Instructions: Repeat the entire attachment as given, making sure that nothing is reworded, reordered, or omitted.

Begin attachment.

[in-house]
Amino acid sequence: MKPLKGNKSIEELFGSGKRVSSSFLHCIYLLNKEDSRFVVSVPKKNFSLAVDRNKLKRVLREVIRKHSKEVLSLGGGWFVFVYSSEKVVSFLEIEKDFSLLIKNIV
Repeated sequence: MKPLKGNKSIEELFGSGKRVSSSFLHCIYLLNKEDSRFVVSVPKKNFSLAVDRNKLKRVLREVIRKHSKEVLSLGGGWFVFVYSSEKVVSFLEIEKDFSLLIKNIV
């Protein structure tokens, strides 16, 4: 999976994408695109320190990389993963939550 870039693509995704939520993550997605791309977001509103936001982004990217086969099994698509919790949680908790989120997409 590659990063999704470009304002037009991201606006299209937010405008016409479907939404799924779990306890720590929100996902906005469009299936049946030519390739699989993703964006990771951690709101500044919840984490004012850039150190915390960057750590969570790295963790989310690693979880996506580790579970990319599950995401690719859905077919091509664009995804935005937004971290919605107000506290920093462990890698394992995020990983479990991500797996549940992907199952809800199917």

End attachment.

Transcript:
[in-house]
Amino acid sequence: MKPLKGNKSIEELFGSGKRVSSSFLHCIYLLNKEDSRFVVSVPKKNFSLAVDRNKLKRVLREVIRKHSKEVLSLGGGWFVFVYSSEKVVSFLEIEKDFSLLIKNIV
Repeated sequence: MKPLKGNKSIEELFGSGKRVSSSFLHCIYLLNKEDSRFVVSVPKKNFSLAVDRNKLKRVLREVIRKHSKEVLSLGGGWFVFVYSSEKVVSFLEIEKDFSLLIKNIV
């Protein structure tokens, strides 16, 4: 999976994408695109320190990389993963939550 870039693509995704939520993550997605791309977001509103936001982004990217086969099994698509919790949680908790989120997409 590659990063999704470009304002037009991201606006299209937010405008016409479907939404799924779990306890720590929100996902906005469009299936049946030519390739699989993703964006990771951690709101500044919840984490004012850039150190915390960057750590969570790295963790989310690693979880996506580790579970990319599950995401690719859905077919091509664009995804935005937004971290919605107000506290920093462990890698394992995020990983479990991500797996549940992907199952809800199917």